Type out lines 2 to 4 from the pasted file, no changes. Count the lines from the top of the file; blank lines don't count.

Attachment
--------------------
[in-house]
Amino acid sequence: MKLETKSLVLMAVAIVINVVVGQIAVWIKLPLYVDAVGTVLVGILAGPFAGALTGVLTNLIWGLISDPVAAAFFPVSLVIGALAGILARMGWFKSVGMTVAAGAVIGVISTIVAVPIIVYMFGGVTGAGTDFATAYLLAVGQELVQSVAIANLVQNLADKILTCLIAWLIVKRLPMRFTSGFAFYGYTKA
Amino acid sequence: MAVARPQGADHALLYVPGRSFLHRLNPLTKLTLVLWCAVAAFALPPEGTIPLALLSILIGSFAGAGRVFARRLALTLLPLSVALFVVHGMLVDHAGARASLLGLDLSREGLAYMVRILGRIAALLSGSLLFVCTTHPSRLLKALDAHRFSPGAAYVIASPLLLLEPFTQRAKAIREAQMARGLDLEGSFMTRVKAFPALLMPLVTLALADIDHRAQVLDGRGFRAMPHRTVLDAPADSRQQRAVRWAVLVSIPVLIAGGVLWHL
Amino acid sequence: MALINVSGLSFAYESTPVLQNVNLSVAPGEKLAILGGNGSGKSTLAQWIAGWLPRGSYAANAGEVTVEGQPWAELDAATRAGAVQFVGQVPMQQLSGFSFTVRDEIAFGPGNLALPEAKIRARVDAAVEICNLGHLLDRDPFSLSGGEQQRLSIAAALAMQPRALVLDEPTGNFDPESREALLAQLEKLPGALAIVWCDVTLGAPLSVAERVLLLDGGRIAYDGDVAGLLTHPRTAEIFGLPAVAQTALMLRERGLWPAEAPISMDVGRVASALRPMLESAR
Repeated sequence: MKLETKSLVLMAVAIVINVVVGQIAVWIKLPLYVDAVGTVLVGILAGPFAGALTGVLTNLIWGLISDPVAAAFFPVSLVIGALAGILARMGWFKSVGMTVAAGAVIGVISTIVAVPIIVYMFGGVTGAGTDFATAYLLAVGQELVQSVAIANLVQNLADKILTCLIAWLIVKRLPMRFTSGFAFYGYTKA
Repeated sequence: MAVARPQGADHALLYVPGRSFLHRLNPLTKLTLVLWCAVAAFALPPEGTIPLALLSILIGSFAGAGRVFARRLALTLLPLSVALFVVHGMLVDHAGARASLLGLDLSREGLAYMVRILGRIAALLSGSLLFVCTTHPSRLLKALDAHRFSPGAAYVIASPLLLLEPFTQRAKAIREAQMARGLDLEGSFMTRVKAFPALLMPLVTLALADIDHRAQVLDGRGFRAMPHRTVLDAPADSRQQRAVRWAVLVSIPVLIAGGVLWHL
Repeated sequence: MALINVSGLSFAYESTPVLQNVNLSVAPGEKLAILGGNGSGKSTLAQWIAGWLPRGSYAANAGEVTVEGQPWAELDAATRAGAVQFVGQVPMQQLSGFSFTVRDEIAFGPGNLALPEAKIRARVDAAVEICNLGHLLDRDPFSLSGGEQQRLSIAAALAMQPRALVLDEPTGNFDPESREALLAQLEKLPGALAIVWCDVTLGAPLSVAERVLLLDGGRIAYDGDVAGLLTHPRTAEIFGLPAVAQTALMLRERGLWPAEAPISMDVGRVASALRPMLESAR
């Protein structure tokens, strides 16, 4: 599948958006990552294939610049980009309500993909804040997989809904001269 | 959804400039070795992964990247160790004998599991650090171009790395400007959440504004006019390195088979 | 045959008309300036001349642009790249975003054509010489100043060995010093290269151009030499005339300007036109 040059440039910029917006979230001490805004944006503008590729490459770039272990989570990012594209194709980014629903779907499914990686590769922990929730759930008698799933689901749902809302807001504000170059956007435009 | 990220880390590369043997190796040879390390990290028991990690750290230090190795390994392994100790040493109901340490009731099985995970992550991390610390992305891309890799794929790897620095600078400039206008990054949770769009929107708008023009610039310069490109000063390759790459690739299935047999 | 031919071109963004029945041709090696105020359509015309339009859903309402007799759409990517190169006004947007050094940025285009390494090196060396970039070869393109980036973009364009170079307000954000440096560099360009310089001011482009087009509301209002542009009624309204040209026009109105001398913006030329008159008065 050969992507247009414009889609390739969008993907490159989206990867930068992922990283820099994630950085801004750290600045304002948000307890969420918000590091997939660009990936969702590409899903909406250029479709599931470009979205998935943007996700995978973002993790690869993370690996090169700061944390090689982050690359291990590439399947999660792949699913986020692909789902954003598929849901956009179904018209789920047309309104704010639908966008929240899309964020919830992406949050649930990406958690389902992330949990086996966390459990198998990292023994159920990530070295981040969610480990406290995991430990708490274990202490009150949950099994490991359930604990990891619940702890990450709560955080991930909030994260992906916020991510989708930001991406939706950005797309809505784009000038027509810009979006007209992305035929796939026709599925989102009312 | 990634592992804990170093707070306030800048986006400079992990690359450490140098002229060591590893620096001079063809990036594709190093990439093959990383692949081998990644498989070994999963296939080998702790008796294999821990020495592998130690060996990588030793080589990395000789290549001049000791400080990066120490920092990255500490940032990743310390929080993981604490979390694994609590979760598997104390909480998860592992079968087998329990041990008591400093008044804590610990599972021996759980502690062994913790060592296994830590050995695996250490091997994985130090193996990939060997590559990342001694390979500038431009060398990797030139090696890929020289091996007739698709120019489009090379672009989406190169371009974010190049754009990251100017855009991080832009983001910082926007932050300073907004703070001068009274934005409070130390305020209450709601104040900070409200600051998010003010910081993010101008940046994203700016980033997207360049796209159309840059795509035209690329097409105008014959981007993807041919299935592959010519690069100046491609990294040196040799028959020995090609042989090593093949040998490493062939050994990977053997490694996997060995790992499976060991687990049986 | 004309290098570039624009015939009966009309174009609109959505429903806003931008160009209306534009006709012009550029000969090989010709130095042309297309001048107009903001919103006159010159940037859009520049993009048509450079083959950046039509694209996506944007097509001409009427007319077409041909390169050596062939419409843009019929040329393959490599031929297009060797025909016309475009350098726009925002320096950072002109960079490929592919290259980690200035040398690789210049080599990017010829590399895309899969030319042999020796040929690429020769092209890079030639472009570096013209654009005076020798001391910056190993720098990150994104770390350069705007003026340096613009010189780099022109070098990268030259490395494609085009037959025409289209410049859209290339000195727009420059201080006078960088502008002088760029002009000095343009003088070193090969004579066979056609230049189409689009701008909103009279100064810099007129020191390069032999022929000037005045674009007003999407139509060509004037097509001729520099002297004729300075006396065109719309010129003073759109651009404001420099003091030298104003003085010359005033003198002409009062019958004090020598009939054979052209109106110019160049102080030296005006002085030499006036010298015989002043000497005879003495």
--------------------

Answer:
Amino acid sequence: MKLETKSLVLMAVAIVINVVVGQIAVWIKLPLYVDAVGTVLVGILAGPFAGALTGVLTNLIWGLISDPVAAAFFPVSLVIGALAGILARMGWFKSVGMTVAAGAVIGVISTIVAVPIIVYMFGGVTGAGTDFATAYLLAVGQELVQSVAIANLVQNLADKILTCLIAWLIVKRLPMRFTSGFAFYGYTKA
Amino acid sequence: MAVARPQGADHALLYVPGRSFLHRLNPLTKLTLVLWCAVAAFALPPEGTIPLALLSILIGSFAGAGRVFARRLALTLLPLSVALFVVHGMLVDHAGARASLLGLDLSREGLAYMVRILGRIAALLSGSLLFVCTTHPSRLLKALDAHRFSPGAAYVIASPLLLLEPFTQRAKAIREAQMARGLDLEGSFMTRVKAFPALLMPLVTLALADIDHRAQVLDGRGFRAMPHRTVLDAPADSRQQRAVRWAVLVSIPVLIAGGVLWHL
Amino acid sequence: MALINVSGLSFAYESTPVLQNVNLSVAPGEKLAILGGNGSGKSTLAQWIAGWLPRGSYAANAGEVTVEGQPWAELDAATRAGAVQFVGQVPMQQLSGFSFTVRDEIAFGPGNLALPEAKIRARVDAAVEICNLGHLLDRDPFSLSGGEQQRLSIAAALAMQPRALVLDEPTGNFDPESREALLAQLEKLPGALAIVWCDVTLGAPLSVAERVLLLDGGRIAYDGDVAGLLTHPRTAEIFGLPAVAQTALMLRERGLWPAEAPISMDVGRVASALRPMLESAR